You see it in her forthright child's gaze, a prime impression of something endlessly soulful. Stine Fischer Christensen is one of those rare actresses who know how to peel away all protective layers to appear emotionally naked and vulnerable.
This ability produces sublime moments in her latest role, in Anders Morgenthaler's drama "Echo". As rootless Angélique, she fleetingly steps in as a combination big sister and replacement mom for a confused six-year-old boy kidnapped by his desperate divorcé dad. Her charisma lends the scenes of her saying goodbye to the boy a melancholy, tender yearning that is pure poetry.
This Angélique is no angel, though. A reckless drifter, promiscuous, sensual and potty-mouthed, she is fuelled by a desire for adventure and a lust for life that swiftly draw the boy, Louis, to her. They are kindred souls, sharing a fundamental innocence and openness to life.
In Fischer Christensen's hands, what could easily have been a one-note portrayal of a tough cookie with sex appeal becomes a multi-dimensional portrait of a flesh and blood person.
Fischer Christensen learned what it's like to stand in front of a camera at an early age. She played in several of her older sister Pernille Fischer Christensen's short films (Pernille had her big breakthrough as the director of "A Soap", winning the Silver Bear in 2006).
Fischer Christensen also had a leading role as the gawky title character of Annette K. Olesen's ambitious fantasy short "Tifanfaya" (1997).
"As a child, I was too young to fully comprehend what it means to be a child actor," Fischer Christensen says. "Often, it was just really boring, standing around in a cold forest, for instance, waiting to play a scene. I was more interested in what the crew was doing and figured it had to be a lot more exciting to be behind the camera. The game the grown-ups were playing looked like a lot more fun."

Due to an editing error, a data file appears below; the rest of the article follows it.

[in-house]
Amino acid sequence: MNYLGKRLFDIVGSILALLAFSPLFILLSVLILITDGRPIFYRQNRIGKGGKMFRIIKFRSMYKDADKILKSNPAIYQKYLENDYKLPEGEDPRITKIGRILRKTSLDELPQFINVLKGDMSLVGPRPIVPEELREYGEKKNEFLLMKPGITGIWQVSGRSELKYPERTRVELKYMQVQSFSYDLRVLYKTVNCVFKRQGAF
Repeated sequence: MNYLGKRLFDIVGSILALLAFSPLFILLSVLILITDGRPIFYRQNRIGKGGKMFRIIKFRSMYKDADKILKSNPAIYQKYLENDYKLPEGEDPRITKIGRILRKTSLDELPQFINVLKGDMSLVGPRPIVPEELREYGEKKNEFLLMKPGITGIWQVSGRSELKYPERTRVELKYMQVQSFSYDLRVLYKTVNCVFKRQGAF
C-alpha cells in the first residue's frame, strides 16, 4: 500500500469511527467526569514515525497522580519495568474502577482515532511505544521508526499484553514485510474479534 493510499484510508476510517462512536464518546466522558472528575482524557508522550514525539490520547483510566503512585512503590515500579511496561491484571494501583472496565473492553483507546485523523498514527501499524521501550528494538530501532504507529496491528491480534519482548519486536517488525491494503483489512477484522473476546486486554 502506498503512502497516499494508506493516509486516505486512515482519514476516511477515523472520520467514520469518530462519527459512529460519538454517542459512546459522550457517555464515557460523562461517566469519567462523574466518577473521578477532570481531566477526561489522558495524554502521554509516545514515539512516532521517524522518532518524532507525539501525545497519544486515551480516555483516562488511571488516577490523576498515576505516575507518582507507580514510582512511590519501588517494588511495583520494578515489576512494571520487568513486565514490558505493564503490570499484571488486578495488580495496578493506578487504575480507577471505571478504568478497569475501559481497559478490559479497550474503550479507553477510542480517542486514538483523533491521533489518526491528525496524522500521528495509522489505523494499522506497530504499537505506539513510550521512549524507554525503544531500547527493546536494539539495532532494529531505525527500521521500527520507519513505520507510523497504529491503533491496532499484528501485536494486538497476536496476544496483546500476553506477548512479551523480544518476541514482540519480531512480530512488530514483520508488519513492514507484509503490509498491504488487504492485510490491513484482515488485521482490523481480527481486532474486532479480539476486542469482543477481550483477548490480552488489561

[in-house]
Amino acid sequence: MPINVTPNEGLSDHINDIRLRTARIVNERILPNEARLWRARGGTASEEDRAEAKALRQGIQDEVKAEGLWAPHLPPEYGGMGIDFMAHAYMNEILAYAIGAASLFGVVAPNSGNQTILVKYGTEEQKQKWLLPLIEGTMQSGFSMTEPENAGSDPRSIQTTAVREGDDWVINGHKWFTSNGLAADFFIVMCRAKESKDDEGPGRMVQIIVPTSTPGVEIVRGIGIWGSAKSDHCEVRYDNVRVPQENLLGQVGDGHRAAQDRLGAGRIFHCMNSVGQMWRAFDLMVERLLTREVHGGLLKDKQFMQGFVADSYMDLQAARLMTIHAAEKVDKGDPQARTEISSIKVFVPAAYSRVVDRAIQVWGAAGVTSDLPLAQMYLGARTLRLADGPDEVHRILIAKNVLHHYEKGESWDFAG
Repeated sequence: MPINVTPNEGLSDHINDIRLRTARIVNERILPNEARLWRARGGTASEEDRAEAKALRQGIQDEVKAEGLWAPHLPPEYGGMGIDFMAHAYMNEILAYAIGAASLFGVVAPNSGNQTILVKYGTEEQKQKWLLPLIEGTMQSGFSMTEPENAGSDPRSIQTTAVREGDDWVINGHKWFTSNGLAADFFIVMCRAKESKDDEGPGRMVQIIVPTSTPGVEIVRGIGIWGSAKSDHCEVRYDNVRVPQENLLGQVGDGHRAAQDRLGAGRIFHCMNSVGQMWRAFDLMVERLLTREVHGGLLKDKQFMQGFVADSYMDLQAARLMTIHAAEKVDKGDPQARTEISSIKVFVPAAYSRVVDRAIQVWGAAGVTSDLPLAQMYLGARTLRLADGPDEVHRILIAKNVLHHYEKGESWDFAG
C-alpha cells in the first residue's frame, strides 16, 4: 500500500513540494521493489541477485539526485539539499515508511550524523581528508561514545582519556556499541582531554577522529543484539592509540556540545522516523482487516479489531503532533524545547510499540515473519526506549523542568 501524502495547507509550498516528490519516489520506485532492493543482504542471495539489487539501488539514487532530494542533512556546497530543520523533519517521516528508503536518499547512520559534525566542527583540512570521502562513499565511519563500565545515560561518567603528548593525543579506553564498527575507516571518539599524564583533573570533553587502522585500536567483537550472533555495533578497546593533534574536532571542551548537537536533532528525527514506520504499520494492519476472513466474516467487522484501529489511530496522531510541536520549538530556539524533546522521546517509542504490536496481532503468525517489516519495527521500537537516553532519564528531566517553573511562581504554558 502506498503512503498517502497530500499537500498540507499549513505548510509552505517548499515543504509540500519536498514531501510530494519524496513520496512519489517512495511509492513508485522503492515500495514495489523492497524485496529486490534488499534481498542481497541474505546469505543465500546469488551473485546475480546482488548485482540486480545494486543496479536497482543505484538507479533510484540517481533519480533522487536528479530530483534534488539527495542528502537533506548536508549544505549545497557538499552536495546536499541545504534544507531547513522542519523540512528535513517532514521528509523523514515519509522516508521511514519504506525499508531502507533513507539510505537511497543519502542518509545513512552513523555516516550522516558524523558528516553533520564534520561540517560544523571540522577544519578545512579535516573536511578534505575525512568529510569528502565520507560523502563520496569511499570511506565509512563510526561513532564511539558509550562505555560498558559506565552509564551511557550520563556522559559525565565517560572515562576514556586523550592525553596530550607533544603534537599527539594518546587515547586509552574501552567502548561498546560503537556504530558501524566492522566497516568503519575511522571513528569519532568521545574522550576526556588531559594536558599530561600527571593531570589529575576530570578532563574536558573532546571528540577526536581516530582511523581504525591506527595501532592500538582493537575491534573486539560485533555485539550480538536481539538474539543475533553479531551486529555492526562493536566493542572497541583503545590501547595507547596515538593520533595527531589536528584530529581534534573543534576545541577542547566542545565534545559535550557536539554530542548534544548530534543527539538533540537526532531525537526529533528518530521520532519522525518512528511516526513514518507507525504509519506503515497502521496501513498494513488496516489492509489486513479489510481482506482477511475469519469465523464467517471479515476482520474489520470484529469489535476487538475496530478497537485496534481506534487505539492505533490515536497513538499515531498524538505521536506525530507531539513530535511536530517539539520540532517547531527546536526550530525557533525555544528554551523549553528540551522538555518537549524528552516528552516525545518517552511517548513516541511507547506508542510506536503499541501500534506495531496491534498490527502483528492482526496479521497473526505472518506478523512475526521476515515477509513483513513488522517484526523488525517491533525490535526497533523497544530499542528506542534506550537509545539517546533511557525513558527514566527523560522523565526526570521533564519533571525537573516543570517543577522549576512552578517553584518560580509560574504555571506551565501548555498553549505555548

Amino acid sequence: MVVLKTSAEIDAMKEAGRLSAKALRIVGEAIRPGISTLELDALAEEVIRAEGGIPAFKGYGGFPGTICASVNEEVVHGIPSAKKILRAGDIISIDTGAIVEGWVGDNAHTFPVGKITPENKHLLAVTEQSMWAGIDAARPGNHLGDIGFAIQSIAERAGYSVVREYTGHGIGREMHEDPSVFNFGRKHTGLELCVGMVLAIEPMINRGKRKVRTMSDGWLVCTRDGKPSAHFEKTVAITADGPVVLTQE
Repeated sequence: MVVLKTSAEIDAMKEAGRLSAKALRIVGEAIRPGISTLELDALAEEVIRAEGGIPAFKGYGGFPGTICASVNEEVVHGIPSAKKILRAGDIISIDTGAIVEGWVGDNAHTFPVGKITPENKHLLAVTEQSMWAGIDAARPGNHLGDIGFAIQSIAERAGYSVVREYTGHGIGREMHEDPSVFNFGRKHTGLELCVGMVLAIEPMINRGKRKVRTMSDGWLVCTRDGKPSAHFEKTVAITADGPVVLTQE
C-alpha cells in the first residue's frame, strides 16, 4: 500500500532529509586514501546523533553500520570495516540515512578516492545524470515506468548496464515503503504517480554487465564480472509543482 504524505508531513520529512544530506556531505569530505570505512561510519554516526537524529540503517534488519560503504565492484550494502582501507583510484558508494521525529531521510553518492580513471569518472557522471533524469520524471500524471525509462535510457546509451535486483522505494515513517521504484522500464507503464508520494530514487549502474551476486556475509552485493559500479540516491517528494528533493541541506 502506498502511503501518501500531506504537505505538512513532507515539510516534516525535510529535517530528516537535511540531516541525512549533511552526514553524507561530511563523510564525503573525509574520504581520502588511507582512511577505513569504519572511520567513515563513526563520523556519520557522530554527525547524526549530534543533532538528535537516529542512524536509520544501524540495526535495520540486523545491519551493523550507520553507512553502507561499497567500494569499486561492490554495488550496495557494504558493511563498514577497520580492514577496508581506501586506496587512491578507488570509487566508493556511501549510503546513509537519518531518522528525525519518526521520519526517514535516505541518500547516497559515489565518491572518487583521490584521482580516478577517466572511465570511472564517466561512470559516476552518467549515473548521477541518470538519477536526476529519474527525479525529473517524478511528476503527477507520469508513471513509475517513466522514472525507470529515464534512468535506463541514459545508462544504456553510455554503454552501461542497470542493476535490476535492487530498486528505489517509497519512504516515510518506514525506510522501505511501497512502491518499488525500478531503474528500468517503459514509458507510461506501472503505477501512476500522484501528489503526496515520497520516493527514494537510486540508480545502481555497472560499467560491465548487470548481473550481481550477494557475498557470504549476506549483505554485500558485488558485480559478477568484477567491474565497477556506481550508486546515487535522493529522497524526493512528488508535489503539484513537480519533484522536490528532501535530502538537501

BREAKTHROUGH IN AFTER THE WEDDING
Fischer Christensen was "discovered" by filmmaker-slash-cartoonist Anders Morgenthaler after acting in a 2003 student film, "Aftenland", at the National Film School of Denmark.
Morgenthaler cast her as the porn star Christina in "Princess" (2006) his aesthetically inventive animated film for adults. It was a role she largely improvised to life. The character appears only on porn videos watched by the animated characters.
Her real breakthrough came later that year in a dramatically different role as newly wed Anna in "After the Wedding", Susanne Bier's critically acclaimed drama of a torn family.
Again, she gives real depth and credibility to a seemingly rather one-dimensional character, a spoiled, somewhat naive rich kid who marries a shallow man from her social set.
When Anna discovers, first, that her father isn't her real father, second, that her husband is cheating on her, she suffers a painful loss of innocence that comes across as heart-rendingly authentic in Fischer Christensen's performance. The climax comes when Anna visits her newly discovered biological father Jacob (Mads Mikkelsen) in his hotel room. With terrific spontaneity, she conveys the bashful intimacy of this awkward father-daughter encounter.
The performance earned her a Danish film critics' Bodil award as the year's best supporting actress.
THE NEED FOR TRAINING
Stine Fischer Christensen considers herself an actress who puts a high demand on naturalism. Her love affair with the camera is clearly a happy one: the closer in, the bigger the effect, as the camera captures the slightest emotional ripple on her smooth, childishly innocent face. A face of visual poetry, the quintessence of vulnerable girlishness.
No matter how successful, any Danish actor or actress would be foolhardy to put all his or her eggs in the movie basket. Early on, Fischer Christensen realised she needed real acting chops and applied to the Danish National School of Theatre, where she is now in her third year.
She had her stage debut in autumn 2007, playing a small part in the stage version of Thomas Vinterberg’s Dogme film "The Celebration" at Copenhagen's Østre Gasværk theatre.
"I was always fascinated by theatre and learned a lot from my first outing on a big stage," Fischer Christensen says. "There is a joy of the moment and in developing my part night by night. When I was 14 years old, I worked at Østre Gasværk as a hatcheck girl and was enormously fascinated by the game all the grown-ups were playing on stage. So it's fun to be part of the same game now"